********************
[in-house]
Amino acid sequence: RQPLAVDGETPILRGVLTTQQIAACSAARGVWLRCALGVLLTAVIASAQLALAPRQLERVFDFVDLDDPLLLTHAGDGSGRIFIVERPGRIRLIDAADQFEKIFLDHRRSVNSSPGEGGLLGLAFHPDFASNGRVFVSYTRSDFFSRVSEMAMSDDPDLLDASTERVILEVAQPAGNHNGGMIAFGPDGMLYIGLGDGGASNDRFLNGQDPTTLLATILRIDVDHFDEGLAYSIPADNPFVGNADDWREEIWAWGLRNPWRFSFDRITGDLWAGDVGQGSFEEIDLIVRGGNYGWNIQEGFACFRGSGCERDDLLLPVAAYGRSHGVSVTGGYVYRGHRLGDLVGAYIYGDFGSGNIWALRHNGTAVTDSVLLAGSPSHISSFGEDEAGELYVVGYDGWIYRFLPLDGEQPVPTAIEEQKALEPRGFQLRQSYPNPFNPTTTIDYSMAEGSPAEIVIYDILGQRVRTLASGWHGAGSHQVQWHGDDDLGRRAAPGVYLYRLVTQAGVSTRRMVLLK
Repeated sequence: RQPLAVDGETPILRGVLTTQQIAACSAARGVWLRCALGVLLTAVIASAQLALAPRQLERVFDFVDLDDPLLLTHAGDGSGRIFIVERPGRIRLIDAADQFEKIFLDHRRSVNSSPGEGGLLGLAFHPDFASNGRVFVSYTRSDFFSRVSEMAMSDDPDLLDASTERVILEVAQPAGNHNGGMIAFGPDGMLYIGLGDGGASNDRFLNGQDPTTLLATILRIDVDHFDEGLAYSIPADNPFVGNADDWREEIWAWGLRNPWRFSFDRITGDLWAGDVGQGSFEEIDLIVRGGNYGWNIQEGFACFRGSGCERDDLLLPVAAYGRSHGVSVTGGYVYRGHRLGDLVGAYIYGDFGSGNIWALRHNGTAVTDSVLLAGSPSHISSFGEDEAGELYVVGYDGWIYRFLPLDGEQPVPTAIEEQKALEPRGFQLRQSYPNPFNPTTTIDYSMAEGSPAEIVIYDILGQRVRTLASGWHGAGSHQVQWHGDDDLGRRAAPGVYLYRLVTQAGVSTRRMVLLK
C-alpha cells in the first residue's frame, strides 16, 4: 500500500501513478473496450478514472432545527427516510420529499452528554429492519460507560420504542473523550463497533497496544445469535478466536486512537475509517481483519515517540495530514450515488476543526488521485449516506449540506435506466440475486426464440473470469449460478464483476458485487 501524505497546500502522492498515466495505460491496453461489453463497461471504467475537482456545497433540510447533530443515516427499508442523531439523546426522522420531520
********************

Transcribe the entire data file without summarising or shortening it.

[in-house]
Amino acid sequence: RQPLAVDGETPILRGVLTTQQIAACSAARGVWLRCALGVLLTAVIASAQLALAPRQLERVFDFVDLDDPLLLTHAGDGSGRIFIVERPGRIRLIDAADQFEKIFLDHRRSVNSSPGEGGLLGLAFHPDFASNGRVFVSYTRSDFFSRVSEMAMSDDPDLLDASTERVILEVAQPAGNHNGGMIAFGPDGMLYIGLGDGGASNDRFLNGQDPTTLLATILRIDVDHFDEGLAYSIPADNPFVGNADDWREEIWAWGLRNPWRFSFDRITGDLWAGDVGQGSFEEIDLIVRGGNYGWNIQEGFACFRGSGCERDDLLLPVAAYGRSHGVSVTGGYVYRGHRLGDLVGAYIYGDFGSGNIWALRHNGTAVTDSVLLAGSPSHISSFGEDEAGELYVVGYDGWIYRFLPLDGEQPVPTAIEEQKALEPRGFQLRQSYPNPFNPTTTIDYSMAEGSPAEIVIYDILGQRVRTLASGWHGAGSHQVQWHGDDDLGRRAAPGVYLYRLVTQAGVSTRRMVLLK
Repeated sequence: RQPLAVDGETPILRGVLTTQQIAACSAARGVWLRCALGVLLTAVIASAQLALAPRQLERVFDFVDLDDPLLLTHAGDGSGRIFIVERPGRIRLIDAADQFEKIFLDHRRSVNSSPGEGGLLGLAFHPDFASNGRVFVSYTRSDFFSRVSEMAMSDDPDLLDASTERVILEVAQPAGNHNGGMIAFGPDGMLYIGLGDGGASNDRFLNGQDPTTLLATILRIDVDHFDEGLAYSIPADNPFVGNADDWREEIWAWGLRNPWRFSFDRITGDLWAGDVGQGSFEEIDLIVRGGNYGWNIQEGFACFRGSGCERDDLLLPVAAYGRSHGVSVTGGYVYRGHRLGDLVGAYIYGDFGSGNIWALRHNGTAVTDSVLLAGSPSHISSFGEDEAGELYVVGYDGWIYRFLPLDGEQPVPTAIEEQKALEPRGFQLRQSYPNPFNPTTTIDYSMAEGSPAEIVIYDILGQRVRTLASGWHGAGSHQVQWHGDDDLGRRAAPGVYLYRLVTQAGVSTRRMVLLK
C-alpha cells in the first residue's frame, strides 16, 4: 500500500501513478473496450478514472432545527427516510420529499452528554429492519460507560420504542473523550463497533497496544445469535478466536486512537475509517481483519515517540495530514450515488476543526488521485449516506449540506435506466440475486426464440473470469449460478464483476458485487 501524505497546500502522492498515466495505460491496453461489453463497461471504467475537482456545497433540510447533530443515516427499508442523531439523546426522522420531520